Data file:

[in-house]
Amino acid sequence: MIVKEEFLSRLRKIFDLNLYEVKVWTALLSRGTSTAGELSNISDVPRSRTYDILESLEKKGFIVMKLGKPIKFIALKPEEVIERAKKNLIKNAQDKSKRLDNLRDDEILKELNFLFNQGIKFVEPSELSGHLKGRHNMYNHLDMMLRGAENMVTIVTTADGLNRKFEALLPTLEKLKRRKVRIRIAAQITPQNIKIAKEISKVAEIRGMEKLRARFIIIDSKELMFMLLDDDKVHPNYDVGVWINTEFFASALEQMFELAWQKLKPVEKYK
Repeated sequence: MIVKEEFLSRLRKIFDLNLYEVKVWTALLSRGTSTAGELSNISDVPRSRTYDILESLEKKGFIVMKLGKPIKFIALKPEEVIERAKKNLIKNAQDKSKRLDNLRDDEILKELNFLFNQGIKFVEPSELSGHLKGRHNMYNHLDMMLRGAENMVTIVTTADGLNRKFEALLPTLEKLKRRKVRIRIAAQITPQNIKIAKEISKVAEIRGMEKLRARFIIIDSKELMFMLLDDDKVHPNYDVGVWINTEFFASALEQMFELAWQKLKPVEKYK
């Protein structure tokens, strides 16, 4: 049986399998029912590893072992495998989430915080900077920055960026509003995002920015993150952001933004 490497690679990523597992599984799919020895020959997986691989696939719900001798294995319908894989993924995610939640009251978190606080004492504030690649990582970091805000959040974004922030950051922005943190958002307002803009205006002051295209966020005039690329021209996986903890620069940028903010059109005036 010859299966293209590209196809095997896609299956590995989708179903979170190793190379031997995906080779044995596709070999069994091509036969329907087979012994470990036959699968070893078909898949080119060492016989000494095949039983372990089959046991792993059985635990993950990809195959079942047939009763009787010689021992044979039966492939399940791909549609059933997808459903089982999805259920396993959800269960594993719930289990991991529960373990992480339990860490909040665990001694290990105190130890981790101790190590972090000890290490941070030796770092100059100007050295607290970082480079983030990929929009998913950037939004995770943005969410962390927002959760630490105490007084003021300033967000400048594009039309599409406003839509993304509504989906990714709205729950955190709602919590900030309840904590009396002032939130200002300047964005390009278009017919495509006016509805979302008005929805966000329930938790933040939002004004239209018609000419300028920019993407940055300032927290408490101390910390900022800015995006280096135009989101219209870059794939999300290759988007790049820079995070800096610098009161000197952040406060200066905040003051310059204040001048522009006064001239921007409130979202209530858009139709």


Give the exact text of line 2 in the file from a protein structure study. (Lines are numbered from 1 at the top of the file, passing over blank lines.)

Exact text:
Amino acid sequence: MIVKEEFLSRLRKIFDLNLYEVKVWTALLSRGTSTAGELSNISDVPRSRTYDILESLEKKGFIVMKLGKPIKFIALKPEEVIERAKKNLIKNAQDKSKRLDNLRDDEILKELNFLFNQGIKFVEPSELSGHLKGRHNMYNHLDMMLRGAENMVTIVTTADGLNRKFEALLPTLEKLKRRKVRIRIAAQITPQNIKIAKEISKVAEIRGMEKLRARFIIIDSKELMFMLLDDDKVHPNYDVGVWINTEFFASALEQMFELAWQKLKPVEKYK